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Occupational and Industrial Mobility in the United States 1969–93


  • Eric Parrado
  • Asena Caner
  • Edward N. Wolff


Using the Panel Study of Income Dynamics, we investigate occupational and industrial mobility of individuals over the 1969–80 and 1981–93 periods in the United States. We find that workers changed both occupations and industries more frequently in the later period. For example, occupational mobility for men ranged from 15 to 20 percent per year during the first period and from 20 to 25 percent per year over the second. We also find that, for men, occupational and industrial changes are associated with lower earnings, though this effect has lessened somewhat over time, while for women the results are mixed. Our results also indicate that older and less educated workers are less likely to shift occupation or industry, as are better paid men but not better paid women.

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  • Eric Parrado & Asena Caner & Edward N. Wolff, 2005. "Occupational and Industrial Mobility in the United States 1969–93," Economics Working Paper Archive wp_416, Levy Economics Institute.
  • Handle: RePEc:lev:wrkpap:wp_416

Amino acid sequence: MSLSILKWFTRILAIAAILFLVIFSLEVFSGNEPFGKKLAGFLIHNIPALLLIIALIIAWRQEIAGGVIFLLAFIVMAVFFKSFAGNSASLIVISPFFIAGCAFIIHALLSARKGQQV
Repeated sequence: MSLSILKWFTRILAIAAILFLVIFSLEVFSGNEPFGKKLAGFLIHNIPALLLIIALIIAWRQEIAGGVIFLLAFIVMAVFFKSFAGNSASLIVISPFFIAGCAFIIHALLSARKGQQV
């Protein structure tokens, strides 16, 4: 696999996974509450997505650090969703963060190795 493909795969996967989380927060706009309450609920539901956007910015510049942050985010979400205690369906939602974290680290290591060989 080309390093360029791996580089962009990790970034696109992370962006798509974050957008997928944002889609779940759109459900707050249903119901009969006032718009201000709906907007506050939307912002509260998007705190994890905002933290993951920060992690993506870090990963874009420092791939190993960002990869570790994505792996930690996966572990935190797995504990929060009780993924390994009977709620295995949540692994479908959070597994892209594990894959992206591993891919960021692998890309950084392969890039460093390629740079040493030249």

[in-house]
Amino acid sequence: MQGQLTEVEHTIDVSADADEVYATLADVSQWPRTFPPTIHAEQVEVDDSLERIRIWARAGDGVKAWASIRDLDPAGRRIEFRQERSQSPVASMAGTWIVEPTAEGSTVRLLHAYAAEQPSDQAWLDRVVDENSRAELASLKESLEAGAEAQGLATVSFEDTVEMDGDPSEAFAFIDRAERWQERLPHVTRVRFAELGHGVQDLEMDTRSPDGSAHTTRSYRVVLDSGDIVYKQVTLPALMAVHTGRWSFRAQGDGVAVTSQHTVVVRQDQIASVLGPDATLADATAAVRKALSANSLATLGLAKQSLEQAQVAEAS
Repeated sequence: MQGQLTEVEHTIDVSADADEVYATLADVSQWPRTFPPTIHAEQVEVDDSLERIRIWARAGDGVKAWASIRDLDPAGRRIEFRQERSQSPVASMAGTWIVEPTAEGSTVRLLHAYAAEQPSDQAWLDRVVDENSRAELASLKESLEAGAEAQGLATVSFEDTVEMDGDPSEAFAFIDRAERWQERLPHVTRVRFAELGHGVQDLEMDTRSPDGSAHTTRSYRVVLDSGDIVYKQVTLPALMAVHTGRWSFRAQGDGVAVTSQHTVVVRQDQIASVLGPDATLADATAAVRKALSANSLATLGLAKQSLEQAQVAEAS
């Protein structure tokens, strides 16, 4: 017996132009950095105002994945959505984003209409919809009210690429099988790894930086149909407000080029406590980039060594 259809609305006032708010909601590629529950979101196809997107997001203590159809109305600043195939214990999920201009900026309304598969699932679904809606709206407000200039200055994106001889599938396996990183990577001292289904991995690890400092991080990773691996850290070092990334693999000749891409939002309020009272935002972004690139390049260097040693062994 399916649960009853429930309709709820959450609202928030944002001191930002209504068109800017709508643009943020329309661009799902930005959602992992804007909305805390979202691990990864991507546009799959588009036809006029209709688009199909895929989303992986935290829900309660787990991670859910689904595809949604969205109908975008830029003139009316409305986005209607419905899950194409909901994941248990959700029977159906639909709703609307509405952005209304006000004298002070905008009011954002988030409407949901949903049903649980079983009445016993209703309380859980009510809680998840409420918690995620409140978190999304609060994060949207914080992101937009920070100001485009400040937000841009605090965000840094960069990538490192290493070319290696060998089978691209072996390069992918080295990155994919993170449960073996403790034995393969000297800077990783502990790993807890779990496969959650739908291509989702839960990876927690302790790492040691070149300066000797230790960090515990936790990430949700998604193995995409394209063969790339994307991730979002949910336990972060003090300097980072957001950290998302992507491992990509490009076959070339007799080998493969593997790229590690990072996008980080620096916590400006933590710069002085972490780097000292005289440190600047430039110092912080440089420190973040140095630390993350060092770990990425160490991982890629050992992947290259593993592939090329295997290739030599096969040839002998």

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    References listed on IDEAS

    1. Sicherman, Nachum & Galor, Oded, 1990. "A Theory of Career Mobility," Journal of Political Economy, University of Chicago Press, vol. 98(1), pages 169-192, February.
    2. Steven G. Allen & Robert L. Clark & Ann A. McDermed, 1993. "Pensions, Bonding, and Lifetime Jobs," Journal of Human Resources, University of Wisconsin Press, vol. 28(3), pages 463-481.
    3. Gueorgui Kambourov & Iourii Manovskii, 2001. "Rising Occupational and Industry Mobility in the United States:1968-1993," PIER Working Paper Archive 04-012, Penn Institute for Economic Research, Department of Economics, University of Pennsylvania, revised 05 Jul 2004.
    4. Bruce C. Fallick, 1996. "A Review of the Recent Empirical Literature on Displaced Workers," ILR Review, Cornell University, ILR School, vol. 50(1), pages 5-16, October.
    5. Orazem, Peter F & Mattila, J Peter, 1986. "Occupational Entry and Uncertainty: Males Leaving High School," The Review of Economics and Statistics, MIT Press, vol. 68(2), pages 265-273, May.
    6. Audrey Light & Kathleen McGarry, 1998. "Job Change Patterns And The Wages Of Young Men," The Review of Economics and Statistics, MIT Press, vol. 80(2), pages 276-286, May.
    7. Brown, James N & Light, Audrey, 1992. "Interpreting Panel Data on Job Tenure," Journal of Labor Economics, University of Chicago Press, vol. 10(3), pages 219-257, July.
    8. Kathryn L. Shaw, 1985. "Occupational change, employer change, and the transferability of skills," Working Paper Series / Economic Activity Section 55, Board of Governors of the Federal Reserve System (U.S.).
    9. Abraham, Katharine G & Farber, Henry S, 1987. "Job Duration, Seniority, and Earnings," American Economic Review, American Economic Association, vol. 77(3), pages 278-297, June.
    10. Parent, Daniel, 2000. "Industry-Specific Capital and the Wage Profile: Evidence from the National Longitudinal Survey of Youth and the Panel Study of Income Dynamics," Journal of Labor Economics, University of Chicago Press, vol. 18(2), pages 306-323, April.
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